STEVE BOUSER: Shoptalk: Sorry, But Bad News Is News
This makes two "shoptalk" columns in a row. But I wanted to touch on another journalistic topic before it's completely outdated.
"I admired the front page of your paper on Sunday, Dec. 24," a reader wrote. "It was almost like seeing an issue of The Cleveland Plain Dealer again -- which, you may recall, has all good news on the outside and buries the bad news on the inside. Keep up the good work. You're nearly there."
Now, I don't want to look any gift horses in the mouth, but I fear this is a case of getting praised for something you're not doing -- and wouldn't do.
Sure, we do try to make our Christmas Eve papers warm and fuzzy. The recent front page showcased Katherine Evans' wonderful feature about April Wood, a Moore Buddies alumna from a troubled home who came full circle and is now the organization's program manager. We also ran Jim Dodson's nice column "Making Some Light on Darkest Night"; a feature about bikes for the needy; and a lead article about the new senior center. The only "bad news" headline was a small one about drug arrests.
But this is a one-time holiday aberration. We're not trending that way. We're not "nearly there." Nor do I think you really want us to be.
Nor is The Cleveland Plain Dealer, for that matter.
Out of curiosity, I went onto the Web after receiving the letter and checked out The Plain Dealer's most recent front pages. As I expected, they had about the same story mix you'd find in any metro daily, with lots of "negative" headlines like "Powell: U.S. Losing War in Iraq," "Mount Hood Climber Found Dead," "Pentagon Reports Attacks Surged to New High" and "Storm Strands Thousands." No burying of bad news here.
I e-mailed Plain Dealer Editor Doug Clifton, a professional acquaintance from his days at The Charlotte Observer.
"I've been editor of The Plain Dealer for almost eight years," he replied, "and I can tell you we have no such policy. I can't speak for prior regimes, but I don't think good-news-out-front, bad-inside was ever a policy. We get our share of complaints about bad news; it's an age-old burden for folks in the news business."
Some readers weary of being barraged with reports of calamities and crimes may think they would prefer reading nothing but happy tidings and feel-good stuff. But I guarantee you that such Pollyanna fare would quickly grow as bland -- and ultimately as nauseating -- as a steady diet of candy and cake, with no meat and potatoes.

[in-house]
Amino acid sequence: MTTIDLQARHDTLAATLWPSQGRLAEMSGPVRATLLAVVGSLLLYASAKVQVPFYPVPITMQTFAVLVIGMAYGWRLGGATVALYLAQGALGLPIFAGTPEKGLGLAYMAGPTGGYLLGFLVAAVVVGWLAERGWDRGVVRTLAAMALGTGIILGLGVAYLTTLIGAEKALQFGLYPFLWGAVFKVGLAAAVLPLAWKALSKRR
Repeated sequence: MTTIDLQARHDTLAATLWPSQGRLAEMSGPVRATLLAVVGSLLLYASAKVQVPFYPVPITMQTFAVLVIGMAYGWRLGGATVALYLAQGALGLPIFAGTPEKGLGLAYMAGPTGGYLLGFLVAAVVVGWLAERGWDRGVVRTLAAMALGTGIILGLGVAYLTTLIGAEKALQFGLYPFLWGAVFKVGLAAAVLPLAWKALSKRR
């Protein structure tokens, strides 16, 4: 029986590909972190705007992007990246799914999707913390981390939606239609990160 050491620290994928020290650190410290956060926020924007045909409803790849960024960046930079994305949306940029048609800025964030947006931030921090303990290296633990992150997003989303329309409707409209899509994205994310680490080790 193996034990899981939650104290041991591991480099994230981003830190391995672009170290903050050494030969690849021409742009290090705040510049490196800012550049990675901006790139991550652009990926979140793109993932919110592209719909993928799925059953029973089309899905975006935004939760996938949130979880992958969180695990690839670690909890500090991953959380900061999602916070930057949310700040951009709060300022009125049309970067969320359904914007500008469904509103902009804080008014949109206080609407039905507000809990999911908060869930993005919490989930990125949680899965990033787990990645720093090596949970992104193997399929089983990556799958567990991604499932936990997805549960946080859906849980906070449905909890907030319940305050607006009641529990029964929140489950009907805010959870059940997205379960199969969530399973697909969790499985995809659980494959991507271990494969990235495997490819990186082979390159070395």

Some papers here and there have tried the noble experiment of giving their readers only the kind of "positive" reportage they claim to prefer, but they haven't lasted long.
Sorry, but conflict is news. Crime is news. Why do you think the heavily ratings-driven local TV stations top their evening news with whatever gang shooting or shocking case of child abuse there may be -- giving rise to the cynical saying "If it bleeds, it leads"? It's not because they're foisting such fare off on their viewers. It's because that's what keeps 'em tuned in. We're talking human nature here.
Here at The Pilot, we can labor all we want to on some important political analysis or edifying public-service feature that we think ought to be gratefully received -- often with little visible effect. But let a double murder or bank robbery happen, and experience has repeatedly shown that we might as well advise the press room to run off some extra copies, because the racks will be selling out.
Do we pander to readers on that kind of thing? No. But there's a clear pattern. And the same thing often applies when it comes to what kinds of stories register the most "hits" on our Web site.
I've never understood exactly what "bad news" is, anyway. If the doctor tells me I've got cancer, it's not what I want to hear. But he's doing me a favor by letting me get started doing something about it. I figure the same principle applies when a paper tells its readers about some unpleasant development -- crime, problems in the schools, a public health issue -- of which they need to be aware.
News is the unusual. Sometimes the newsworthy development in question is a positive one in anybody's book. A local person wins the lottery. Or local kids do better on standardized tests. But often, by the nature of things, the noteworthy developments are mayhem and misfortune -- or at least a juicy political feud.
Look at it this way: If a holdup or flood or gun battle between neighbors is so nontypical as to make the paper, that suggests that things in our community are otherwise rocking along pretty well. Isn't that good news?
Steve Bouser is editor of The Pilot. Contact him at firstname.lastname@example.org
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